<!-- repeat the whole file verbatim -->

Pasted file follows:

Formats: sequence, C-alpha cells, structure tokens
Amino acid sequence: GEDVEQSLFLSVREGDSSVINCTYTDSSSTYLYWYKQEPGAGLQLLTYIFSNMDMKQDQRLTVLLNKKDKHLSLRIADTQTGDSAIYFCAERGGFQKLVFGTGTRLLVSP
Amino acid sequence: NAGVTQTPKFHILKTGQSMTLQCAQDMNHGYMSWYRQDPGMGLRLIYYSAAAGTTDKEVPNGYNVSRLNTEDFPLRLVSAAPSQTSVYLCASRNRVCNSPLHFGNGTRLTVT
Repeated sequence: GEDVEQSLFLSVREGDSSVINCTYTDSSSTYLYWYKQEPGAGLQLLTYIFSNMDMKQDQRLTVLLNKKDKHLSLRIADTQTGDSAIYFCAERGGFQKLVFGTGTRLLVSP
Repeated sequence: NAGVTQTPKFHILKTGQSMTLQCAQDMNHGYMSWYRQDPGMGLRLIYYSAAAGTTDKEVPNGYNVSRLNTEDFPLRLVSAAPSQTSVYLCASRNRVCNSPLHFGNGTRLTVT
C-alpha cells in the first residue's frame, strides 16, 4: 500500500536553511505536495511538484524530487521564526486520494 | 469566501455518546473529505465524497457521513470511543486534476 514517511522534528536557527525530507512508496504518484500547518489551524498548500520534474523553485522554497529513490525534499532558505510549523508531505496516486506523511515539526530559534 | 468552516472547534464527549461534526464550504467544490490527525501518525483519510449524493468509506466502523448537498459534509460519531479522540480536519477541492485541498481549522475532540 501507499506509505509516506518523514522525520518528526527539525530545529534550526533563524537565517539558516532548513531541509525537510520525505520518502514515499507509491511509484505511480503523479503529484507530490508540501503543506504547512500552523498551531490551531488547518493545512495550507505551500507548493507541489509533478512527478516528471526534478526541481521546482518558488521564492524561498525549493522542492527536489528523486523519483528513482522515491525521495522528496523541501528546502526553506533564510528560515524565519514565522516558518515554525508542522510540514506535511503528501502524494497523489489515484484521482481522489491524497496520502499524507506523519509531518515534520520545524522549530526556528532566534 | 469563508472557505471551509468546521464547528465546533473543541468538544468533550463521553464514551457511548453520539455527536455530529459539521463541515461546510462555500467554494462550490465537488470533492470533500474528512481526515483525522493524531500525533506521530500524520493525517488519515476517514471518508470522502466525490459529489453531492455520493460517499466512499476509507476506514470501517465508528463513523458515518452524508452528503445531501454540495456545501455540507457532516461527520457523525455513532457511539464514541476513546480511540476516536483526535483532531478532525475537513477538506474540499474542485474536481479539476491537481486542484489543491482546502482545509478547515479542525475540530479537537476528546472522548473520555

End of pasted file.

Formats: sequence, C-alpha cells, structure tokens
Amino acid sequence: GEDVEQSLFLSVREGDSSVINCTYTDSSSTYLYWYKQEPGAGLQLLTYIFSNMDMKQDQRLTVLLNKKDKHLSLRIADTQTGDSAIYFCAERGGFQKLVFGTGTRLLVSP
Amino acid sequence: NAGVTQTPKFHILKTGQSMTLQCAQDMNHGYMSWYRQDPGMGLRLIYYSAAAGTTDKEVPNGYNVSRLNTEDFPLRLVSAAPSQTSVYLCASRNRVCNSPLHFGNGTRLTVT
Repeated sequence: GEDVEQSLFLSVREGDSSVINCTYTDSSSTYLYWYKQEPGAGLQLLTYIFSNMDMKQDQRLTVLLNKKDKHLSLRIADTQTGDSAIYFCAERGGFQKLVFGTGTRLLVSP
Repeated sequence: NAGVTQTPKFHILKTGQSMTLQCAQDMNHGYMSWYRQDPGMGLRLIYYSAAAGTTDKEVPNGYNVSRLNTEDFPLRLVSAAPSQTSVYLCASRNRVCNSPLHFGNGTRLTVT
C-alpha cells in the first residue's frame, strides 16, 4: 500500500536553511505536495511538484524530487521564526486520494 | 469566501455518546473529505465524497457521513470511543486534476 514517511522534528536557527525530507512508496504518484500547518489551524498548500520534474523553485522554497529513490525534499532558505510549523508531505496516486506523511515539526530559534 | 468552516472547534464527549461534526464550504467544490490527525501518525483519510449524493468509506466502523448537498459534509460519531479522540480536519477541492485541498481549522475532540 501507499506509505509516506518523514522525520518528526527539525530545529534550526533563524537565517539558516532548513531541509525537510520525505520518502514515499507509491511509484505511480503523479503529484507530490508540501503543506504547512500552523498551531490551531488547518493545512495550507505551500507548493507541489509533478512527478516528471526534478526541481521546482518558488521564492524561498525549493522542492527536489528523486523519483528513482522515491525521495522528496523541501528546502526553506533564510528560515524565519514565522516558518515554525508542522510540514506535511503528501502524494497523489489515484484521482481522489491524497496520502499524507506523519509531518515534520520545524522549530526556528532566534 | 469563508472557505471551509468546521464547528465546533473543541468538544468533550463521553464514551457511548453520539455527536455530529459539521463541515461546510462555500467554494462550490465537488470533492470533500474528512481526515483525522493524531500525533506521530500524520493525517488519515476517514471518508470522502466525490459529489453531492455520493460517499466512499476509507476506514470501517465508528463513523458515518452524508452528503445531501454540495456545501455540507457532516461527520457523525455513532457511539464514541476513546480511540476516536483526535483532531478532525475537513477538506474540499474542485474536481479539476491537481486542484489543491482546502482545509478547515479542525475540530479537537476528546472522548473520555